The Piggery Wimpole hall farm


Despite the lively and interesting daily routine at the piggery, I'd been putting off attempting to photograph it. This was mainly down to the fact that inside the farrow shed is poorly lit and its artificial lighting throws an unnatural yellow tone over everything. However, there came a point at which I just had to 'have a go' and so the following selection of the photos I took is the outcome.

Looking down into the outside farrow pens

While the purpose of my Wimople photography project has been to concentrate on capturing images of volunteers and staff, there is another group of performers who I now had to take into consideration. These are, of course, the pigs. Even though I've never made any serious attempt to photograph pigs before, I hope that you like the small selection I've included throughout this webpage.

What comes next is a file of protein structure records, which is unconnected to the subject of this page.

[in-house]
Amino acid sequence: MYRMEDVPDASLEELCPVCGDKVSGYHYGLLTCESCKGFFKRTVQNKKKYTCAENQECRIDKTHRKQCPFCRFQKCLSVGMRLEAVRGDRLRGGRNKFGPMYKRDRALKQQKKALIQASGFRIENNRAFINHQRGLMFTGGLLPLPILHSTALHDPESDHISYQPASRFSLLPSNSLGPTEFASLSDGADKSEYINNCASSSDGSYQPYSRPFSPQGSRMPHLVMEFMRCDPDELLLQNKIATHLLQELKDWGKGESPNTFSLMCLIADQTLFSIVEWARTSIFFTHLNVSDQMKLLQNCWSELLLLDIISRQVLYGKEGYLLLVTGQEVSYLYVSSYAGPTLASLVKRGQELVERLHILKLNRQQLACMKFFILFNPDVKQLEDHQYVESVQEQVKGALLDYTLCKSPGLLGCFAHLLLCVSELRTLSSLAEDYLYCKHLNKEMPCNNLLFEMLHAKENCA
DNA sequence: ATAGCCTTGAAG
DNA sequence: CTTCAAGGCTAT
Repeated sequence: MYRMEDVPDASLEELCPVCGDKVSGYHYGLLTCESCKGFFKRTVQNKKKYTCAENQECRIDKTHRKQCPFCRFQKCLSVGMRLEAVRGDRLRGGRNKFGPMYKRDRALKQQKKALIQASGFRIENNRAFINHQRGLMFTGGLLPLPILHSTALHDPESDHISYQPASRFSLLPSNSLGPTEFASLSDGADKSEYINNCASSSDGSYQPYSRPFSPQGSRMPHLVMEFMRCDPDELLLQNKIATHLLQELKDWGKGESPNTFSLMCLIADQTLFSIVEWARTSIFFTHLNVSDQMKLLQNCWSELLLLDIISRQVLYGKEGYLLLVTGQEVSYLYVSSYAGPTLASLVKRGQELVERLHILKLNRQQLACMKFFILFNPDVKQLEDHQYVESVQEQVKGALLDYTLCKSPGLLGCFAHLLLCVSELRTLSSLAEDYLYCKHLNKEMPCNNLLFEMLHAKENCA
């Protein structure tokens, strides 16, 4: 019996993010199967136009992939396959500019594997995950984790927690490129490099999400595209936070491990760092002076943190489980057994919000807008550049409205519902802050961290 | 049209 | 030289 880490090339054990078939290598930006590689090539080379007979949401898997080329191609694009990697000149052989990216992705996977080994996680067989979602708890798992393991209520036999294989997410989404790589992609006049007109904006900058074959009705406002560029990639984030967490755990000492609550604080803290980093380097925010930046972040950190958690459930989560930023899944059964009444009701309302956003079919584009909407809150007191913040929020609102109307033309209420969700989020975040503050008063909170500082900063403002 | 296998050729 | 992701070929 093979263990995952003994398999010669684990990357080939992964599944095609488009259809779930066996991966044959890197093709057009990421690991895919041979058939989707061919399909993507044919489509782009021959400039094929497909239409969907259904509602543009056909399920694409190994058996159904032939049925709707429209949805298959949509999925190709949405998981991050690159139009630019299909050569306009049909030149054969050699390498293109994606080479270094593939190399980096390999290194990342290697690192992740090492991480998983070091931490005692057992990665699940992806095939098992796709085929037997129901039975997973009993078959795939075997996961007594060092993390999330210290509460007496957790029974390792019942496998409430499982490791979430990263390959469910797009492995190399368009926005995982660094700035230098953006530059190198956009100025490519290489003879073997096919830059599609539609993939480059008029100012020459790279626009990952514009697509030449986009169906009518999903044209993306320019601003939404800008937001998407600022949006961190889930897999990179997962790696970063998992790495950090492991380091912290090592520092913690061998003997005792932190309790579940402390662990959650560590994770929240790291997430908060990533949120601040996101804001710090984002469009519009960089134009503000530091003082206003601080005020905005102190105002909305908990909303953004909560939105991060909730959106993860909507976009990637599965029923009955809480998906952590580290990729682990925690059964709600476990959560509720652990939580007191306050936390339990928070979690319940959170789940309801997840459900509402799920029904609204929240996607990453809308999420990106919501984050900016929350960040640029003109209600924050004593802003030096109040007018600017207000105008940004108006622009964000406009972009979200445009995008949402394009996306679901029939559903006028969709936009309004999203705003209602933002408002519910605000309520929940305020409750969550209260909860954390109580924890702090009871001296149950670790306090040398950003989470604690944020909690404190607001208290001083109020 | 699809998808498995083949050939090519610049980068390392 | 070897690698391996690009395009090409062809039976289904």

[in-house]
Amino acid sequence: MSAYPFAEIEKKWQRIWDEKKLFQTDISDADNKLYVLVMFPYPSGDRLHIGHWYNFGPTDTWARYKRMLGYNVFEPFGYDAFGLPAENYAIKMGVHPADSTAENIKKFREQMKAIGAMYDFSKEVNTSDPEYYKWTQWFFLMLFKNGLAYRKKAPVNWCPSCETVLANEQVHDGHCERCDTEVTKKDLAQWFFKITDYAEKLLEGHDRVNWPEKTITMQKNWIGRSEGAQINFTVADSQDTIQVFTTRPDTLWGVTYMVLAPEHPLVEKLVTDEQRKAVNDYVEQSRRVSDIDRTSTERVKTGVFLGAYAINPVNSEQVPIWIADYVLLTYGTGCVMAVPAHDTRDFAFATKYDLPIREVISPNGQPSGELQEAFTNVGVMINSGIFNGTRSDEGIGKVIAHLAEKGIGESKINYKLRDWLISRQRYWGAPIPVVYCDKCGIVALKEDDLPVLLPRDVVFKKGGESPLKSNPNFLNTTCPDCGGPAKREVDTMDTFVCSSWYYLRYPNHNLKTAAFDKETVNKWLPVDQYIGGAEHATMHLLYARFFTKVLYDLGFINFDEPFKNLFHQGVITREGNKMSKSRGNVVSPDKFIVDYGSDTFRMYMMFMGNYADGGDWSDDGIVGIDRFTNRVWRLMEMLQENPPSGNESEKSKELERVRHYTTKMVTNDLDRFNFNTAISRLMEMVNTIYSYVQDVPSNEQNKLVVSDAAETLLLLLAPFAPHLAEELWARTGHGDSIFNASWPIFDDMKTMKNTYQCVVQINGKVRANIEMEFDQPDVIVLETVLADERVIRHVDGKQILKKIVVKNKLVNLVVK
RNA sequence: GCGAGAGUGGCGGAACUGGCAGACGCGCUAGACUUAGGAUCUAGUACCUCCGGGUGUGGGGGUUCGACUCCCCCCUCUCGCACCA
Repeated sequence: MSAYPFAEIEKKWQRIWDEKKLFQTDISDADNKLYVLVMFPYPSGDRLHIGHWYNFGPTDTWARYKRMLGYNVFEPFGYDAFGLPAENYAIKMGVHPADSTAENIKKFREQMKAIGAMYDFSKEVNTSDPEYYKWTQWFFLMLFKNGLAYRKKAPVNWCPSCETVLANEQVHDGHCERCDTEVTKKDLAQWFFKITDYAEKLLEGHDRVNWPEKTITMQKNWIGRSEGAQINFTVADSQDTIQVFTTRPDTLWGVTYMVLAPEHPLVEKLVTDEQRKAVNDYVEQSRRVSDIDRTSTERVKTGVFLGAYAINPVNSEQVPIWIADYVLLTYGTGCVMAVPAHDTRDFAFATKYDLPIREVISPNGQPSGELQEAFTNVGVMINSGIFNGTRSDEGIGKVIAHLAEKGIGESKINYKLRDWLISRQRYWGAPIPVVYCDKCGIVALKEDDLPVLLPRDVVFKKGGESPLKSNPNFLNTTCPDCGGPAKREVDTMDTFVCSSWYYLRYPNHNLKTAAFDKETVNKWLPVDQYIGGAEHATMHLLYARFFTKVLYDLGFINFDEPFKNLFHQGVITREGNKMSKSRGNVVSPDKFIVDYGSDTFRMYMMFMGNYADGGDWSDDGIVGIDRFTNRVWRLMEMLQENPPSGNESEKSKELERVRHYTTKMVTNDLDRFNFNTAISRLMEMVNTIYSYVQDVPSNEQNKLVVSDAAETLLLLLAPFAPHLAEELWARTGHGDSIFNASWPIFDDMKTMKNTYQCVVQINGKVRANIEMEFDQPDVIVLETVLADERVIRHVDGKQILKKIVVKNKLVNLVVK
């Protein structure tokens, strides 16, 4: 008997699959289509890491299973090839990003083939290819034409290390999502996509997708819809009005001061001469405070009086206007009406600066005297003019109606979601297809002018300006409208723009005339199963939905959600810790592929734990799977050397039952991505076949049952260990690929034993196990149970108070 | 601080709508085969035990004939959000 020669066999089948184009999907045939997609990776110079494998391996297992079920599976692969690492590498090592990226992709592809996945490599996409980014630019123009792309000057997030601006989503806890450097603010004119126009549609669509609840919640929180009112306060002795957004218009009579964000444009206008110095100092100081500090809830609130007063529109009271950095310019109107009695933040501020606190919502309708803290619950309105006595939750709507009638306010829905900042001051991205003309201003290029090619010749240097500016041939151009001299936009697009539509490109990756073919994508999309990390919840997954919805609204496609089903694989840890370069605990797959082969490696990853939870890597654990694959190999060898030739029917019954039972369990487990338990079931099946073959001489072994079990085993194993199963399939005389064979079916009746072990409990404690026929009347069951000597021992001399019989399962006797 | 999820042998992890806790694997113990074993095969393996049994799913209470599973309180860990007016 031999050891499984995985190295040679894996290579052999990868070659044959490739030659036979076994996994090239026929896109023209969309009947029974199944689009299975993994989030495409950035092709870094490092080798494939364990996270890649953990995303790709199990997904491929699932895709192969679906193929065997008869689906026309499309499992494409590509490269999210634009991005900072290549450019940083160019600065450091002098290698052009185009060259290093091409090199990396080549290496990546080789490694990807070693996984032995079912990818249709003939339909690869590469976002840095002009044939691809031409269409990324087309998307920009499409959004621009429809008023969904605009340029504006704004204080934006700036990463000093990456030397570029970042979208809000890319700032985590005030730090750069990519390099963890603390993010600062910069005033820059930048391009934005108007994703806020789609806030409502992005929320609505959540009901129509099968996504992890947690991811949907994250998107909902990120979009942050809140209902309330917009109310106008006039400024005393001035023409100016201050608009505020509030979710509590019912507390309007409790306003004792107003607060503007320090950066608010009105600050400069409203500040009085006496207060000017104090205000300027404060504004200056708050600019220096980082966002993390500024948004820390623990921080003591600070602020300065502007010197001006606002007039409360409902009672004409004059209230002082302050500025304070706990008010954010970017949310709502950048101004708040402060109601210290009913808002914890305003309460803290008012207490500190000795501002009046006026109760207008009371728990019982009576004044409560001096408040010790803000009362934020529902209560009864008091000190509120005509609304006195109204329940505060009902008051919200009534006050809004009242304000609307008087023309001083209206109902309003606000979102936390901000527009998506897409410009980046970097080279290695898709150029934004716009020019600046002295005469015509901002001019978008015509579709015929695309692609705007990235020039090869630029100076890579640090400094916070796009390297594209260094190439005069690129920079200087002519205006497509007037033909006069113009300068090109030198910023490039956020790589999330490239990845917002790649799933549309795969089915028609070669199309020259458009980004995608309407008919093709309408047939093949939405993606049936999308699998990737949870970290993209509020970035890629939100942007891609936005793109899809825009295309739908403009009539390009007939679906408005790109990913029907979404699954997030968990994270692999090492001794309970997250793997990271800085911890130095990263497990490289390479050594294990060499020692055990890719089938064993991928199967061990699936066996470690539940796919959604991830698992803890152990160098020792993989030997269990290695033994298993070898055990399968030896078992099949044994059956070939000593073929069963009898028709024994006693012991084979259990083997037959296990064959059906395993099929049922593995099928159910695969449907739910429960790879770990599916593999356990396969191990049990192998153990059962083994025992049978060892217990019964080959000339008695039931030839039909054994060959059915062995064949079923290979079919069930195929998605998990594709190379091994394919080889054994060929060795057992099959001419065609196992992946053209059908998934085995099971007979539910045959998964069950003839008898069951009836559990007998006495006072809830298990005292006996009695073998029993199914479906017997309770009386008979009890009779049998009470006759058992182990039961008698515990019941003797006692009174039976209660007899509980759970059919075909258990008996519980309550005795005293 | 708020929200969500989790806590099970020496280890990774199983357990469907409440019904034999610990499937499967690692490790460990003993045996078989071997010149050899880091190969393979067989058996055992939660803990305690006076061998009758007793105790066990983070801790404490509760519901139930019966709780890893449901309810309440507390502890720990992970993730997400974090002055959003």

Cilla, Maisy and Florence

External view

Most of you will be familiar with the layout of the piggery, but if not, it might help to say that the first series of shots are taken in and around the external farrow pens. And, as you can see in the images above, the pigs can move freely from their outside areas through their 'doors' into internal pens.

Much of the morning routine at the piggery is repetitive. Therefore, the photography reflects that. I've tried to capture in the images, all the regular volunteers. So it's with apologies if I've missed you.

Lesley cleaning out the dirty straw from the outside pens
Problems with the drainage has required the laying of straw in these external pens which has increased the workload